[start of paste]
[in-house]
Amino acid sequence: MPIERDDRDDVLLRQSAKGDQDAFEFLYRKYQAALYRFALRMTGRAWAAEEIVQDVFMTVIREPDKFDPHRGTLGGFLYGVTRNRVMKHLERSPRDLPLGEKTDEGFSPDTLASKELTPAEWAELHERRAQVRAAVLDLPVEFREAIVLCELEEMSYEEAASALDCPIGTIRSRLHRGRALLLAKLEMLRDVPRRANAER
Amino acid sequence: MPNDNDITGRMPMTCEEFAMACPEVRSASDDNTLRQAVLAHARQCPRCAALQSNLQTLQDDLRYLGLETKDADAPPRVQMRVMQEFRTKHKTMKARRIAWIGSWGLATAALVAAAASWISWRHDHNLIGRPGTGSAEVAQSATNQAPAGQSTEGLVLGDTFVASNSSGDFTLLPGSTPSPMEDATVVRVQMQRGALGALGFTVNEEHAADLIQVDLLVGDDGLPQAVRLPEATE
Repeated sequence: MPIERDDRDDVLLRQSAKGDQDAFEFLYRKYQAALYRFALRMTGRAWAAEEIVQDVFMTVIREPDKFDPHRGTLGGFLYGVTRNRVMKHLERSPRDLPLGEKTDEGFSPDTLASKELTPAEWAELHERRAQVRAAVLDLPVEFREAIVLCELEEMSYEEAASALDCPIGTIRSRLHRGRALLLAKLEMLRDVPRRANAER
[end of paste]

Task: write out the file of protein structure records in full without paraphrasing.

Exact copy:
[in-house]
Amino acid sequence: MPIERDDRDDVLLRQSAKGDQDAFEFLYRKYQAALYRFALRMTGRAWAAEEIVQDVFMTVIREPDKFDPHRGTLGGFLYGVTRNRVMKHLERSPRDLPLGEKTDEGFSPDTLASKELTPAEWAELHERRAQVRAAVLDLPVEFREAIVLCELEEMSYEEAASALDCPIGTIRSRLHRGRALLLAKLEMLRDVPRRANAER
Amino acid sequence: MPNDNDITGRMPMTCEEFAMACPEVRSASDDNTLRQAVLAHARQCPRCAALQSNLQTLQDDLRYLGLETKDADAPPRVQMRVMQEFRTKHKTMKARRIAWIGSWGLATAALVAAAASWISWRHDHNLIGRPGTGSAEVAQSATNQAPAGQSTEGLVLGDTFVASNSSGDFTLLPGSTPSPMEDATVVRVQMQRGALGALGFTVNEEHAADLIQVDLLVGDDGLPQAVRLPEATE
Repeated sequence: MPIERDDRDDVLLRQSAKGDQDAFEFLYRKYQAALYRFALRMTGRAWAAEEIVQDVFMTVIREPDKFDPHRGTLGGFLYGVTRNRVMKHLERSPRDLPLGEKTDEGFSPDTLASKELTPAEWAELHERRAQVRAAVLDLPVEFREAIVLCELEEMSYEEAASALDCPIGTIRSRLHRGRALLLAKLEMLRDVPRRANAER